Browse Prior Art Database

Width Regulator for Cathode Ray Tube Display

IP.com Disclosure Number: IPCOM000042936D
Original Publication Date: 1984-Jun-01
Included in the Prior Art Database: 2005-Feb-04
Document File: 3 page(s) / 52K

Publishing Venue

IBM

Related People

Ainscow, F: AUTHOR [+2]

Abstract

Width regulation is needed in a cathode ray tube (CRT) display to bring the picture to a specified size, to correct East-West pincushion distortion by dynamically varying the line scan amplitude, and, in high-function displays, to allow variable picture format by maintaining constant picture width with variable line rate. In all raster-scan circuits, width is determined by the power supply voltage applied to the horizontal deflection coil. Since line scan is a high-power function, control of the width involves regulating the supply voltage at a high power level. Any form of DC series circuit must dissipate considerable power, and if a wide range of control is needed, the regulator may dissipate more power than the scan circuit itself.

This text was extracted from a PDF file.
At least one non-text object (such as an image or picture) has been suppressed.
This is the abbreviated version, containing approximately 52% of the total text.

Page 1 of 3

Width Regulator for Cathode Ray Tube Display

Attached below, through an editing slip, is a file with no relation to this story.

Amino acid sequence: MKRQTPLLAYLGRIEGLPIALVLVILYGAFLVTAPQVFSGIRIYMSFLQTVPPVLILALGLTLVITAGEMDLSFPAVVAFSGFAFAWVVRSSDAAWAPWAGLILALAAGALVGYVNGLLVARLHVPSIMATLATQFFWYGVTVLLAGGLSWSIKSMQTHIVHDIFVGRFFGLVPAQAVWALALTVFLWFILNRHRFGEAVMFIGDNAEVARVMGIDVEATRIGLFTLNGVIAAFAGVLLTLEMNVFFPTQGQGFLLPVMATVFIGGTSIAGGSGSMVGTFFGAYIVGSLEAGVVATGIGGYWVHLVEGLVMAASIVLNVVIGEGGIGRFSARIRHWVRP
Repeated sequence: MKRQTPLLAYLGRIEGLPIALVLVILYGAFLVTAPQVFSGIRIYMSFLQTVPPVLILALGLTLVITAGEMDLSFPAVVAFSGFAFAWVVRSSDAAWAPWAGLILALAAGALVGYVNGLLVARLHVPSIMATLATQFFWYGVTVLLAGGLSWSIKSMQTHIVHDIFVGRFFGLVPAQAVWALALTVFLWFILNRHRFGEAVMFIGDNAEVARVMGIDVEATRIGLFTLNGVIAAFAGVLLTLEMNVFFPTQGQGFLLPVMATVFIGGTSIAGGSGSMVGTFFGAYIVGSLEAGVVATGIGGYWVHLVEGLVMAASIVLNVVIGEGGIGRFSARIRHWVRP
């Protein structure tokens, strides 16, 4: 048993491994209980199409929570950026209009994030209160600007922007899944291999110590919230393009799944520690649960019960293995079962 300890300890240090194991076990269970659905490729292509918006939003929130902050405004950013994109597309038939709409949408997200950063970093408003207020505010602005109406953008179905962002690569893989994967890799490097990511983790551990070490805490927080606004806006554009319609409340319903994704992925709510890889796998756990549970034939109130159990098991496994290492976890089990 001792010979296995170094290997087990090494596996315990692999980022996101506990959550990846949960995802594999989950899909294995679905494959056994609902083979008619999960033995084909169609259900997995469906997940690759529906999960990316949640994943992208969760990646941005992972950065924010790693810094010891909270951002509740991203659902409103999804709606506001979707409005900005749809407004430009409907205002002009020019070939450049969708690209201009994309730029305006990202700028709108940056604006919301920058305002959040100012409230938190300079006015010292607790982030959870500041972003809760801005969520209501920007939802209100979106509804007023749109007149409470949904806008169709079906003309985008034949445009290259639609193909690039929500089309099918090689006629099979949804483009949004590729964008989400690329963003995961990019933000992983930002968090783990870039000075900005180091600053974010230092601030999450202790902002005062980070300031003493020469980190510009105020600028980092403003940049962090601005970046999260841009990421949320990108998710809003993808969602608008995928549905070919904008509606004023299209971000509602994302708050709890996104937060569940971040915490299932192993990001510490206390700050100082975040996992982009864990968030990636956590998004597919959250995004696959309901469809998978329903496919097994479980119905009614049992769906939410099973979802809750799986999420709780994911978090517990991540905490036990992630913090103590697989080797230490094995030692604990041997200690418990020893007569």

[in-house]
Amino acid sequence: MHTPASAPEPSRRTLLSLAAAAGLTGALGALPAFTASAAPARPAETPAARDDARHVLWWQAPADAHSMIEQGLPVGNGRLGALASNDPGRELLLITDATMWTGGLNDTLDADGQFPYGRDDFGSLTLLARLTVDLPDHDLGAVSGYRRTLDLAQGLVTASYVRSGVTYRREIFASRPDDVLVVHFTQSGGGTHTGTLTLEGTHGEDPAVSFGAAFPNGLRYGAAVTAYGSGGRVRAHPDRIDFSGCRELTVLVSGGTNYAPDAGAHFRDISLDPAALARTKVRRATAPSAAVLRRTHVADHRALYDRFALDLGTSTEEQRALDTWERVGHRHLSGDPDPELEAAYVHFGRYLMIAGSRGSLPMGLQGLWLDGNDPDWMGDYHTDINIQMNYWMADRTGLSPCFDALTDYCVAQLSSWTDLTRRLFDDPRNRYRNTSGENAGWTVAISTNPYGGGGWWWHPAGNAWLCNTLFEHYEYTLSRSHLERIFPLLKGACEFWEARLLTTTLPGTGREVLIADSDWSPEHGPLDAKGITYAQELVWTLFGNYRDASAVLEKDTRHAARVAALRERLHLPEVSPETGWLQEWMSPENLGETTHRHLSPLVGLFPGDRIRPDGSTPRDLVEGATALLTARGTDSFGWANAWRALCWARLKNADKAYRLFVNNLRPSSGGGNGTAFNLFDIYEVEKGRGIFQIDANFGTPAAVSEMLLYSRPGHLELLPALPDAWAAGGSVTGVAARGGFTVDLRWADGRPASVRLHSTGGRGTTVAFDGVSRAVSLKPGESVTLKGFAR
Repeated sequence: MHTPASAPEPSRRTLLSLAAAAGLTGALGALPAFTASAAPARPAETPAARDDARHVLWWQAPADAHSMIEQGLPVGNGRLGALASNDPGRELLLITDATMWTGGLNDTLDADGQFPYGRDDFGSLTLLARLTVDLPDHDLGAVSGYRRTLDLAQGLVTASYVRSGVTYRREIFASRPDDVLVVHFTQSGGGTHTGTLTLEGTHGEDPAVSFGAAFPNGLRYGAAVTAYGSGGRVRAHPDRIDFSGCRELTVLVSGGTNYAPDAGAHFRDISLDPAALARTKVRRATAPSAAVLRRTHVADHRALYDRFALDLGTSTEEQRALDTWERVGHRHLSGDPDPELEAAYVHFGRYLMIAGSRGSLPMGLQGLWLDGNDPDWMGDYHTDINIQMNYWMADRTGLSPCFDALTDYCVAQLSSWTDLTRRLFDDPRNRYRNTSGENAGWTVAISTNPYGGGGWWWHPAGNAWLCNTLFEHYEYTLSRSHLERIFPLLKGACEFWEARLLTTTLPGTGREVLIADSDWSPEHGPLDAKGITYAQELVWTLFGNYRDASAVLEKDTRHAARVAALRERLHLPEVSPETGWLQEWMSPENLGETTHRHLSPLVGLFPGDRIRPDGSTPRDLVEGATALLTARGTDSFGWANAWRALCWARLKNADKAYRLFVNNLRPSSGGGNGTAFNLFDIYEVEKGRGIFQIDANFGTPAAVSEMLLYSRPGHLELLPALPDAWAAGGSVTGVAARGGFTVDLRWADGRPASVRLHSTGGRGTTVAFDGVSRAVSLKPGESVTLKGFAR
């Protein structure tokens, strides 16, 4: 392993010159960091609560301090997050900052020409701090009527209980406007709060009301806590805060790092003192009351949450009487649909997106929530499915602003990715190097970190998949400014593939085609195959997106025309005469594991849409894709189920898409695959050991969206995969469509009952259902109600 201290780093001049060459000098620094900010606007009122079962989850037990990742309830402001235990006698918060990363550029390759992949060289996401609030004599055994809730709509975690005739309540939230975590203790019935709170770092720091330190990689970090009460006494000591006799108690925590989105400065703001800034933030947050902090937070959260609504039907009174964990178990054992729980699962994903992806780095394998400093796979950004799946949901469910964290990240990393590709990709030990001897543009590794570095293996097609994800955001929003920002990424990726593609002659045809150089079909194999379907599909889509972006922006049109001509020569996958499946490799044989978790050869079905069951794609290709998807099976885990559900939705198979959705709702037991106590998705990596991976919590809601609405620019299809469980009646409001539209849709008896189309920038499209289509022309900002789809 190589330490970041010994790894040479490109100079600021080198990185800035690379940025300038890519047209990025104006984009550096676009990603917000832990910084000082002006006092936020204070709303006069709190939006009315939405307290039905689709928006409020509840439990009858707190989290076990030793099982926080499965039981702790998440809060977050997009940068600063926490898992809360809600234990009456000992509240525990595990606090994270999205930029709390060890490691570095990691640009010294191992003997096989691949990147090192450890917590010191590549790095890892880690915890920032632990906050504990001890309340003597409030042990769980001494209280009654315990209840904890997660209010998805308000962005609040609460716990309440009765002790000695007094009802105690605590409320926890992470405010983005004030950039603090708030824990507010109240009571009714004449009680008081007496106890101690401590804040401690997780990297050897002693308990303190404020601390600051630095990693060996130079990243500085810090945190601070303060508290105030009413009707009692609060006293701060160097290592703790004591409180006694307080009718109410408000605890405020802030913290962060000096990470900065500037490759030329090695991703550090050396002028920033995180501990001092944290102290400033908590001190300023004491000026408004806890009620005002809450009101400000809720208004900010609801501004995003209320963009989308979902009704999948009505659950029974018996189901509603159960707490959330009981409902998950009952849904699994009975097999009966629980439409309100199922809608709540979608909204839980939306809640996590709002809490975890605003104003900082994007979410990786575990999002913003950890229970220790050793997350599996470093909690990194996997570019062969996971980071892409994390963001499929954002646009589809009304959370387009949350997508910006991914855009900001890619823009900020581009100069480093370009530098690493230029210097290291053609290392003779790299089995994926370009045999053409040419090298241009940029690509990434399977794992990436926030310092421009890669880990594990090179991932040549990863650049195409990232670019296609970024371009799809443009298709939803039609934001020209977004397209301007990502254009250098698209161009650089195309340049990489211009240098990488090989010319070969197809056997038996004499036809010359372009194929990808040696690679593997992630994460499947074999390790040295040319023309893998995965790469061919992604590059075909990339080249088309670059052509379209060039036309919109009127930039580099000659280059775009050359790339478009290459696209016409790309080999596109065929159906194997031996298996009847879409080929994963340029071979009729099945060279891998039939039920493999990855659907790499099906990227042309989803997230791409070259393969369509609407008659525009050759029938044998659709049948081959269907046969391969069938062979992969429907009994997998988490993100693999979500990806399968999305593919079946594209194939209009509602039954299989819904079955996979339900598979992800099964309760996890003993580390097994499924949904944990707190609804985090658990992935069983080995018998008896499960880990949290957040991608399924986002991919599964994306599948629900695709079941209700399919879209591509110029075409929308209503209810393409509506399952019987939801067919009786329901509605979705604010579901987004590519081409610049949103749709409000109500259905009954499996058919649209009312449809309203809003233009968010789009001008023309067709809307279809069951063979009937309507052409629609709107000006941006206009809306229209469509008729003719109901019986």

Width regulation is needed in a cathode ray tube (CRT) display to bring the picture to a specified size, to correct East-West pincushion distortion by dynamically varying the line scan amplitude, and, in high-function displays, to allow variable picture format by maintaining constant picture width with variable line rate. In all raster-scan circuits, width is determined by the power supply voltage applied to the horizontal deflection coil. Since line scan is a high-power function, control of the width involves regulating the supply voltage at a high power level. Any form of DC series circuit must dissipate considerable power, and if a wide range of control is needed, the regulator may dissipate more power than the scan circuit itself. In the circuit to be described, high-efficiency regulation of picture width in a color CRT display is achieved by the use of a switching regulator in which switch-off is made to occur when the current in the switch is zero, thus minimizing commutation loss. The use of switching regulators to reduce power dissipation is well known. The dominant power-loss mechanism in such regulators is commutation loss in the power switching device. This occurs because no semiconductor can be made to switch off instantaneously, and during the switching process, large voltages are developed across the switch while current is still flowing. This effect is aggravated by an inductive load. In contrast, commutation loss at switch-on is largely eliminated if the load is inductive. The load current drawn by a line scan circuit becomes negative - that is, energy is returned to the power supply - during a part of each line period. In the circuit to be described, the reverse current passes through a diode in antiparallel with the switch device, so that the current in the switch is zero for a period of time. The switch-off time is controlled in such a way that it always occurs during the zero current period. By this means, switch-off commutation loss is eliminated. In the conventional way, regulation is achieved by controlling the switch-on time. This results in some commutation loss, but substantially less than would normally be incurred at switch-off. Fig. 1 is a simplified circuit diagram of the regulator. The line flyback pulse is applied to ramp g...